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Read Making a Killing

home / healthcare / in the media

United Press International
Sep 17, 2003

by HIL ANDERSON

Commentary: California insurance squeeze

LOS ANGELES, Sept. 17 (UPI) -- Small companies in California and their low-wage workers are caught in the middle of a brewing political maelstrom as the cash-strapped state struggles to throw the poor a healthcare lifeline while at the same time not upsetting the already fragile economy.

Gov. Gray Davis has on his desk new legislation that would require employers to either provide health insurance for their workers or pay into a fund that would provide healthcare coverage for them, and the political heat radiating from both sides in the debate is difficult for anyone, least of all the embattled governor, to ignore.

Senate Bill 2 at least attempts to do something to address the problem of more than 1 million uninsured blue-collar workers who have long been considered a burden on urban hospitals that are required to tender care whether the patients can pay or not.

At the same time, the business community sees the bill as a potential "job killer" that will deal a body blow to the beleaguered California economy, which is still seeing stars after being knocked to the canvas by the great dot-bomb Internet swoon.

"The California Legislature had an opportunity to stop 'job-killer' legislation and work toward reinvigorating our economy," warned Allan Zaremberg, president of the California Chamber of Commerce. "Instead, there are numerous bills heading to the governor's desk, which will severely harm our already stagnant economy, and drive businesses out of the state. Instead of providing leadership in tough economic times, leaders in the legislature approved a new multi-billion-dollar healthcare tax on employers."

The political reality is that Davis will most likely sign the bill since he would be wise not to cross its sponsor, Senate President Pro Tempore John Burton, a prominent leader of the state's liberal Democrats. The measure is also backed by organized labor, a vital bloc of support as Davis scrambles to survive the recall campaign that could now stretch well into next winter.

The other political rally is that signing the bill puts Davis back in the crosshairs of the business community and their Republican allies who accuse governor and the Democrats of tax and regulatory policies that are driving companies and jobs out of the state.

The healthcare plan requires companies employing more than 200 workers to either pay 8 percent of the cost of a health plan for them or to pay into a state-run pool that will provide the coverage. The threshold goes down to 50 workers next year, with employers still being able to reap a state tax credit.

Backers of the plan say the tax credit alone will be enough to compensate companies for their trouble, and that it repairs a fundamental unfairness that sees the state and hospitals having to pay the costs of caring for workers whose companies are too cheap to provide health insurance coverage.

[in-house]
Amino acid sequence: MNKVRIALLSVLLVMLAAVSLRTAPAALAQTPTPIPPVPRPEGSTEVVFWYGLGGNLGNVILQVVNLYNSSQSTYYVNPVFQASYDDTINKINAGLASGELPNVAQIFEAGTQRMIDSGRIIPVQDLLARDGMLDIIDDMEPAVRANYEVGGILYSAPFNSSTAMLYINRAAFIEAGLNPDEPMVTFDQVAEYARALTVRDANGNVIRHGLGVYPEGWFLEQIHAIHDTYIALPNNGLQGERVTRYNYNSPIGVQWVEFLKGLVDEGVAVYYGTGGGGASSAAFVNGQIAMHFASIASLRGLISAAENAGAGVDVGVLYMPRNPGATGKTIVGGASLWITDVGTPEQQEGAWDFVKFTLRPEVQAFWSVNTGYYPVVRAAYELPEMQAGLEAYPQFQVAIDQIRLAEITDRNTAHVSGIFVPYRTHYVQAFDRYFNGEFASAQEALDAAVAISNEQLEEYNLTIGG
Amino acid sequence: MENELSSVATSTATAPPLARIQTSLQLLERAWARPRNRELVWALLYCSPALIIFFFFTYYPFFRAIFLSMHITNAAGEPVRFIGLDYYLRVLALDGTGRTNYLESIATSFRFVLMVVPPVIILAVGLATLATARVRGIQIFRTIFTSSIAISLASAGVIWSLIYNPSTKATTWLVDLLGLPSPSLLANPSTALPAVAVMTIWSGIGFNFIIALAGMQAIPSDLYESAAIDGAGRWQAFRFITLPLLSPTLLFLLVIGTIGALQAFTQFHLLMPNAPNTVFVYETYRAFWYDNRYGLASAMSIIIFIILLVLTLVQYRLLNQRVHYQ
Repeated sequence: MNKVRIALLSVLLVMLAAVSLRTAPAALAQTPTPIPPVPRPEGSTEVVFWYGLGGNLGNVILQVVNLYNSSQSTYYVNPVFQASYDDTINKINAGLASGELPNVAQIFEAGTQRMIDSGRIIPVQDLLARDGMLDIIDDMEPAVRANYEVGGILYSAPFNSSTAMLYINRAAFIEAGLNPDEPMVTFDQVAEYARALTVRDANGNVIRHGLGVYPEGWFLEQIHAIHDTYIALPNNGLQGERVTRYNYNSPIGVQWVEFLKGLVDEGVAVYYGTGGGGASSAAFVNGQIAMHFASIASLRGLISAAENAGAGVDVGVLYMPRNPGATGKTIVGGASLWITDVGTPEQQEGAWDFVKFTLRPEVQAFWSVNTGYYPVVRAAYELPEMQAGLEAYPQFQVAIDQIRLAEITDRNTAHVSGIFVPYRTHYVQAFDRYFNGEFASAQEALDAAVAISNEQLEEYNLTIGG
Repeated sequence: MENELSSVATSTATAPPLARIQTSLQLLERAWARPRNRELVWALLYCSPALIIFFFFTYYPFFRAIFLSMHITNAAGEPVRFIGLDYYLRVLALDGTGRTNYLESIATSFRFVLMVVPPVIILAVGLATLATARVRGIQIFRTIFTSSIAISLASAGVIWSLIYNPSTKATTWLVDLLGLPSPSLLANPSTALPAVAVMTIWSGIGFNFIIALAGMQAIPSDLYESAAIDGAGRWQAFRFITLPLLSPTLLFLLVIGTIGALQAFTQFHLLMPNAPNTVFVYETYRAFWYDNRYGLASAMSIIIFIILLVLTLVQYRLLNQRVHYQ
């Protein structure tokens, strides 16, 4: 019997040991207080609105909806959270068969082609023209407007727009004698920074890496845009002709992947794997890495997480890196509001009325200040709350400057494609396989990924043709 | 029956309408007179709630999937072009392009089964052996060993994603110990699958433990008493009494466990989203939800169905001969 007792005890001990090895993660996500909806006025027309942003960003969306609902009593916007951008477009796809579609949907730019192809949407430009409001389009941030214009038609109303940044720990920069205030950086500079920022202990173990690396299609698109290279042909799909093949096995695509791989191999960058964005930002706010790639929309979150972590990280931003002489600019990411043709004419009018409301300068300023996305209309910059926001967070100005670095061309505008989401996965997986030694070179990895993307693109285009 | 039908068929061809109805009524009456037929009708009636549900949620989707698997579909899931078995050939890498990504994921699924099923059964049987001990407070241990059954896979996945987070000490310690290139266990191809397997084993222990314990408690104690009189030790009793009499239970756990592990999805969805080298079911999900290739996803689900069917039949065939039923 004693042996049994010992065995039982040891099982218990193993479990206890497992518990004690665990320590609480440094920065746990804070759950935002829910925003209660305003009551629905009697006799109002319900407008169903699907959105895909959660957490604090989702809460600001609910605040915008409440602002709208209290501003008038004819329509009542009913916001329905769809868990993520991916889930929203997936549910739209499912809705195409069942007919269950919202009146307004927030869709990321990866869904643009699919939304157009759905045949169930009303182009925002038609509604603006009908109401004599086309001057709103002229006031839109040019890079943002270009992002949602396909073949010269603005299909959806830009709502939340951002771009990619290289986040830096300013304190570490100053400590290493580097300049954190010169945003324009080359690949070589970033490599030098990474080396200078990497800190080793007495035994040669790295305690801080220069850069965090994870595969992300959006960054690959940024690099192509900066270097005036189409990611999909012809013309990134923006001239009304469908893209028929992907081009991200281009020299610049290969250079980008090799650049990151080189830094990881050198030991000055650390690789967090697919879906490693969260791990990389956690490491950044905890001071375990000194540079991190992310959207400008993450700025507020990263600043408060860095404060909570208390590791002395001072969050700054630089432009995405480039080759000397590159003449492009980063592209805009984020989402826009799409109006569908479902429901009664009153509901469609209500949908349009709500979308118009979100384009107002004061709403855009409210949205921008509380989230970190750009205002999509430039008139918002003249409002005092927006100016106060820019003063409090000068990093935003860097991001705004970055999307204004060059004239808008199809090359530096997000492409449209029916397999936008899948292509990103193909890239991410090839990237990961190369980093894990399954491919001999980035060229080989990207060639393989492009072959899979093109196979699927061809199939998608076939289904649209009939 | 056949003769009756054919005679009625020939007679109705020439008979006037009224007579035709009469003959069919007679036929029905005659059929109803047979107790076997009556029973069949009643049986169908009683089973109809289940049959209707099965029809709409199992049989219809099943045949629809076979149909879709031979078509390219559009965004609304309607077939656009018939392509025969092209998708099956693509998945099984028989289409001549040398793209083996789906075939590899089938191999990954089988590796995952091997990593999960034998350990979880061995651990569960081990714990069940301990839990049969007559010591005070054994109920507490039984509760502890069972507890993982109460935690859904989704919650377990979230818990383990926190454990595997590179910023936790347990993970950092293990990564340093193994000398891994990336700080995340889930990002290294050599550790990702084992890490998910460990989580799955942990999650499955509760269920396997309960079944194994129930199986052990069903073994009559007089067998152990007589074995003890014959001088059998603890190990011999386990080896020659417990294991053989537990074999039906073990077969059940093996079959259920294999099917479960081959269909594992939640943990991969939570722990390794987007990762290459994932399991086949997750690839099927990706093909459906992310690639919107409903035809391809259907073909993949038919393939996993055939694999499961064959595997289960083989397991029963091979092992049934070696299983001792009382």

"Our colleagues in labor who have benefits have concluded that it is time to have the freeloaders chip in their fair share," Dr. Jack Lewin, chief executive officer of the California Medical Association, told United Press International on a conference call this week.

"California's healthcare environment has been destabilized by rising uncompensated care costs, since the uninsured use emergency rooms as their medical home," explained Lewin. "Having people who are working being covered by insurance is going to save us a ton of money. The uninsured tend to seek care later and have more adverse outcomes, and frankly, they cost society more money."

Lewin's contention was boosted this week by a study in the Journal of the American Medical Association that children enrolled in private medical plans received better preventative and routine care than they would under Medicaid. The National Committee for Quality Assurance released a report by coincidence on Wednesday that said the toll low-end -- or non-existent -- healthcare has on productivity boils down to $11 billion or 41 million sick days nationwide per year.

Critics of the California plan, however, say that the costs are simply too high for most smaller companies to bear. The Chamber of Commerce has concluded that the plan will initially cost companies nearly $6 billion and the workers who are being covered about $1.5 billion for their share. In addition, weaknesses in the bill could set the stage for rampant premium inflation as workers flock into the medical system.

"The plan's fatal flaw is the absence of cost controls," the Foundation for Taxpayer and Consumer Rights said in an op-ed piece in Wednesday's Los Angeles Times. "Employers would be required to pay the premiums, but there is nothing to stop insurers, doctors, hospitals and pharmaceutical companies from charging as much as they like for medical services."

The Times and other California newspapers have been running articles recently outlining the fear and loathing SB2 has caused in the business community. Employers' reactions range from being outright devastated to merely discouraged, with plenty of talk of putting off expansion or even moving their businesses out of the on-the-ropes Golden State.

The backers of the bill respond that it is unlikely that enterprises such as restaurants, dry cleaners and other small businesses catering to a local crowd would move to Vegas or Arizona. They also predict that benefits will help them retain their most productive workers.

The true impacts of the bill are likely somewhere in between, although more such sob stories from the small business community will no doubt be added to the litany of perceived Davis missteps in the arsenal of the pro-recall forces.


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